Tag Archives: measurement

Please Tell Me All About Me

For many years we’ve been helping our clients sort out how to create and sustain value for their customers. Few would argue that the Voice of the Customer is essential. We all too often find that the Voice of the Customer collected and reported is more about the organization, how well they are liked, or opinions on performance (not real performance), rather than those that focus on the customer’s world. Hearing and understanding the actual Voice of the Customer has too often been interpreted from gathering data that feed survey instruments, reports, dashboards or scorecards. By searching for and producing data that can be rolled up, opportunities for critical insight are lost. Feeding the tool or report can become the goal and by the time the report comes, the customer might be gone. Are we missing something? “Happy families are all alike; every unhappy family is unhappy in its own way.” Leo Tolstoy, Anna Karenina. Count Leo has a point.

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Class Struggles

Best in Class! How often do we run into the term? I don’t believe it’s a term that has lost much meaning. I suspect that overuse, or selective playing around with what “class” we pick, or the unreliability of rating organizations render it useless too often. In the world or process improvement it is applied to a goal setting step for evaluating how large a gap there is to close and subsequently chartering projects and resources to close that gap. There are some pitfalls to the approach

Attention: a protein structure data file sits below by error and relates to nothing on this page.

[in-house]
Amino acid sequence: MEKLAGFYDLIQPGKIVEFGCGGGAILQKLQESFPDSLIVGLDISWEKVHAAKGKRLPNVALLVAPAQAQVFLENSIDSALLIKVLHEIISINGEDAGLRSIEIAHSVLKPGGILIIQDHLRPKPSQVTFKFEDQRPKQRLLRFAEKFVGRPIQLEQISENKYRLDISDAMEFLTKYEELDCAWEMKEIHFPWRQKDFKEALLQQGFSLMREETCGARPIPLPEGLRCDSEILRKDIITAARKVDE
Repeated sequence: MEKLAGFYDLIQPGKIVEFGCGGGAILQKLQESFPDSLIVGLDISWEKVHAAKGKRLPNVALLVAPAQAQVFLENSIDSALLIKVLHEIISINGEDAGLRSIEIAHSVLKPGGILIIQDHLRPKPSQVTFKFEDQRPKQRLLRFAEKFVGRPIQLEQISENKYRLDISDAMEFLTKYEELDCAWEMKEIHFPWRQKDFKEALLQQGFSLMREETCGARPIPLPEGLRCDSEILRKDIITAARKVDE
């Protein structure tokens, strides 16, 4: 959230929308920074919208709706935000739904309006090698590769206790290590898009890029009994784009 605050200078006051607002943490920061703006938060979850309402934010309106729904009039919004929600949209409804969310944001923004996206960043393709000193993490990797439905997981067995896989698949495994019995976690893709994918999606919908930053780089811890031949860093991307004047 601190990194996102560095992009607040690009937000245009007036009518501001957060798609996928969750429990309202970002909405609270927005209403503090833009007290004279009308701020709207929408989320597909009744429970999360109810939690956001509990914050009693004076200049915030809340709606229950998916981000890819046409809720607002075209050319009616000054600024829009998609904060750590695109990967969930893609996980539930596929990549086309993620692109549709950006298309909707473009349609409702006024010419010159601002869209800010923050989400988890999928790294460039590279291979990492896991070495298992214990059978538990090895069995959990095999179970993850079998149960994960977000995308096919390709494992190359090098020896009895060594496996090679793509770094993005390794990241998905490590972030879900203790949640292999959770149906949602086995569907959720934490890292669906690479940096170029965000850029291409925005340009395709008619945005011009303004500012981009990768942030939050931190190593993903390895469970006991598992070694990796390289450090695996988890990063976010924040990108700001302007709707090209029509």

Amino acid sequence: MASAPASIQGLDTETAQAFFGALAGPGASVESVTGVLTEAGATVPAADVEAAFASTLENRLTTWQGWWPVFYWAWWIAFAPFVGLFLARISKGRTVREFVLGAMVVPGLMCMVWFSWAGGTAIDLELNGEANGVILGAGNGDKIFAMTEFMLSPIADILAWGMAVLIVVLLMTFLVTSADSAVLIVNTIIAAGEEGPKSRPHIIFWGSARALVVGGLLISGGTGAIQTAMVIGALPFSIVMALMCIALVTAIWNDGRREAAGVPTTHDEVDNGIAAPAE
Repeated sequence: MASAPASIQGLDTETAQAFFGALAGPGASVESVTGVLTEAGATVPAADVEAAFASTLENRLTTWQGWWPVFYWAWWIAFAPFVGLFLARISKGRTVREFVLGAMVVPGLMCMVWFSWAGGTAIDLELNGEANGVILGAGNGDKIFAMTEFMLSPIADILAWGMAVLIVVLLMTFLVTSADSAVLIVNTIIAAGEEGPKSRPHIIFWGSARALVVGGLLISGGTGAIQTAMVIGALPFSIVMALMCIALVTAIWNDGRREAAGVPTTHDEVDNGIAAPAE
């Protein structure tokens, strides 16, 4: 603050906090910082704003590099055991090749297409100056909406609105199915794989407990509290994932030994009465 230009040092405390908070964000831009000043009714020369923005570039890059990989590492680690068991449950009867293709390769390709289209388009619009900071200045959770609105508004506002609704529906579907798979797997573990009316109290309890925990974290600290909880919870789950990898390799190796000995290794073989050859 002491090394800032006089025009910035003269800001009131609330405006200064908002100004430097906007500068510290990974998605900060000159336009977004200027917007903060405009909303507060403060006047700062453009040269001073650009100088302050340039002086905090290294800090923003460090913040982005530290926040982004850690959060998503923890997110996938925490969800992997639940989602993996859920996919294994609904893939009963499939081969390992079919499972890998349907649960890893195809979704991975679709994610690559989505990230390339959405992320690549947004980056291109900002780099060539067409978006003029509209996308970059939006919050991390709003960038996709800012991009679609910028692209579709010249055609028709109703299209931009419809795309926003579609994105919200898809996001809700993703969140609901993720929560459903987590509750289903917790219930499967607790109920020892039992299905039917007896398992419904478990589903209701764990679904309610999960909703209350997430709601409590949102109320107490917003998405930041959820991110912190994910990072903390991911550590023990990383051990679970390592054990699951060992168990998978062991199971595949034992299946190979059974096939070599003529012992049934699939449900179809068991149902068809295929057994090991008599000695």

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The Winter of Our Discontent

The yearly onset of winter has been a critical milestone in our history, life for that matter, on this planet. It triggered severe constraints in access to food, travel, safety and the quality of life overall. Travellers who needed to get across mountain ranges had to make tough choices, and often make winter quarters and postpone travel until the thaws. Even in war, some armies huddled in winter and fought from early spring to late fall. Today, winter continues to constrain and often reminds us that our advancement and technology can be humbled by severe weather. Those in the tropics see a different face of nature, the tropical cyclones and monsoons.

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Fuzzy Plans

“The most dangerous strategy is to jump a chasm in two leaps.” Benjamin Disraeli. It’s October, and for many, this the month wherein our business plans go from aspirations to commitments and planned investments, or, what we will do and how much we will spend. It is at this juncture that many “stretch goals” are stretched out across time and spending with some promise of results and outcomes. In other words, we get money, people and kit in order to execute processes and projects for our enterprises. What are the probabilities that next year will be as we’ve planned? Well, how confident are we in our predictions and assumptions for next year? Does our plan plot out as a line over time?

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Check Up or Check Out?

Over the last two weeks, I’ve been going through a round of “safety checks” to evaluate my personal operating systems. Although the medical professionals may have more sophisticated terms, they are nonetheless evaluating my operating capabilities to see how much may have changed. These capability evaluations have paid off with rates of return that run off the charts. I am just like many business operating systems in that I’m subject to the risks of decay and disruption.
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